Plan would restore $250 million to depleted state general fund accounts, elevating reserves to 3 percent of annual spending

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SANTA FE — New Mexico lawmakers dove into efforts to close a lingering budget gap for the current budget year on the second day of the legislative session, lining up a package of solvency bills Wednesday for a full House and Senate vote.

Finance committees signed off on a plan to close an $80 million deficit for the fiscal year ending June 30. The bill would replenish the state's general fund reserves to $165 million, or nearly 3 percent of annual spending, by taking money from other parts of the budget.

"Right now we are dealing with a crisis situation. We're in the red right now," said Rep. Patricia Lundstrom, D-Gallup, chairwoman of the House Appropriations and Finance Committee, urging approval of the solvency bills. "We have a lot at stake here. Are we writing bad checks? Are we lowering our bonding capacity? That really hurts local governments."

Lawmakers were rushing to close a lingering financial shortfall so that they can map out spending for the coming fiscal year that begins July 1, when new cuts to agency spending are proposed. The budget crunch is closely linked to a downturn in the oil and natural gas sectors that has sapped tax revenues.

Broken into four categories, the solvency plan would reduce program spending at public school districts throughout the state by 2 percent, saving the state $50 million. School districts are expected to offset the one-time cuts using a portion of cash reserves, cumulatively estimated at $250 million.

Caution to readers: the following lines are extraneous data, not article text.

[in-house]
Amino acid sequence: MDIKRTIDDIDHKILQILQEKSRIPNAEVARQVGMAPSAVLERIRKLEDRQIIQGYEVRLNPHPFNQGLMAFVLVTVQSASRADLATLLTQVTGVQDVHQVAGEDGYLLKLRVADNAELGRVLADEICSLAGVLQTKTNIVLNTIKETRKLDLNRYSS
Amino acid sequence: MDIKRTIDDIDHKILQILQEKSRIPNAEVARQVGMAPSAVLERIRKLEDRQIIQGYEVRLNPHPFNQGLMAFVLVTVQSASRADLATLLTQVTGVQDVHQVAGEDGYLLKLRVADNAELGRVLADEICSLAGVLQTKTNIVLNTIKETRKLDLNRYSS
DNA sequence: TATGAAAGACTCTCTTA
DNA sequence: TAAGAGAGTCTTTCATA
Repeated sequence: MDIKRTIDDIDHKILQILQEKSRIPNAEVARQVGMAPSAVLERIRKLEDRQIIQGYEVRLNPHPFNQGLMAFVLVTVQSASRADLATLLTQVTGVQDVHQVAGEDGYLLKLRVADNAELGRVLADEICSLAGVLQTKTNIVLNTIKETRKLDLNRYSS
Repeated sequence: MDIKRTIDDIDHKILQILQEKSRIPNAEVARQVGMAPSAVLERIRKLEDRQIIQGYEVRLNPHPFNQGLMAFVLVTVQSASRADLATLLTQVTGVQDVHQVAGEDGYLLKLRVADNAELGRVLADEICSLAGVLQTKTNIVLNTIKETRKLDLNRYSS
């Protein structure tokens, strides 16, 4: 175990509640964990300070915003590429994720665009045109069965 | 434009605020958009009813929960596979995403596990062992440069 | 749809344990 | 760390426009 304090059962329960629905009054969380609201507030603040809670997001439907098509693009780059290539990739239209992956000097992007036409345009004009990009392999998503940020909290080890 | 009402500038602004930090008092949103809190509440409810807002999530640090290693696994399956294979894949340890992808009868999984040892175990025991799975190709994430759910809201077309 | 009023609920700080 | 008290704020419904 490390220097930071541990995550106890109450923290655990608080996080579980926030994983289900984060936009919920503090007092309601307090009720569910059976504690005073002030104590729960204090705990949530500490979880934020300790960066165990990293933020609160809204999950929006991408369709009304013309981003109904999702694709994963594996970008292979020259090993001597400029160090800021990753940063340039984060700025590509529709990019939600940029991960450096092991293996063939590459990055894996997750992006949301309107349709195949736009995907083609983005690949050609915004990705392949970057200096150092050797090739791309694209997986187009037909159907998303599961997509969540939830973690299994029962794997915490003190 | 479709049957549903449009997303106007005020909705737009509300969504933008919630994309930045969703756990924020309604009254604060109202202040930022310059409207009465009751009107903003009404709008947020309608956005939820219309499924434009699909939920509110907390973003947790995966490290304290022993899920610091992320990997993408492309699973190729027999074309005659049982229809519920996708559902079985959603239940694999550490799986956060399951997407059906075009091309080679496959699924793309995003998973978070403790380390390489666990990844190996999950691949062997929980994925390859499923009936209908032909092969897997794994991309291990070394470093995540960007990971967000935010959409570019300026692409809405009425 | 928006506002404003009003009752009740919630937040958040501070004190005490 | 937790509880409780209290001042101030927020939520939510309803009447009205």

A competing proposal by Republican Gov. Susana Martinez would have swept $120 million from school district reserves. The Legislature set aside the governor's proposals to reduce take-home pay to teachers and state workers by cutting government contributions to pension plans, though the plan could be revived in the coming budget year.

Teacher-union leaders expressed relief.

"The Legislature was in the position of choosing something really bad and something really horrible," said Charles Goodmacher, a spokesman for the National Education Association of New Mexico.

Other major solvency provisions would:

  • Shore up the general fund with as much as $88 million by spending insurance premium tax revenue as it is collected in the current year, rather than gathering funds to spend the following year.
  • Sweep as much as $98 million of cash balances from various state accounts into the state general fund, and make additional spending cuts to programs. Money would be taken from performance-based public school initiatives, a rural infrastructure revolving loan fund, and water and waste-water projects. Republican lawmakers are objecting to reductions to money for an economic development fund to attract new businesses to the state.
  • Cancel or postpone $8 million in spending on two local construction projects, freeing up money to funnel to the general fund.
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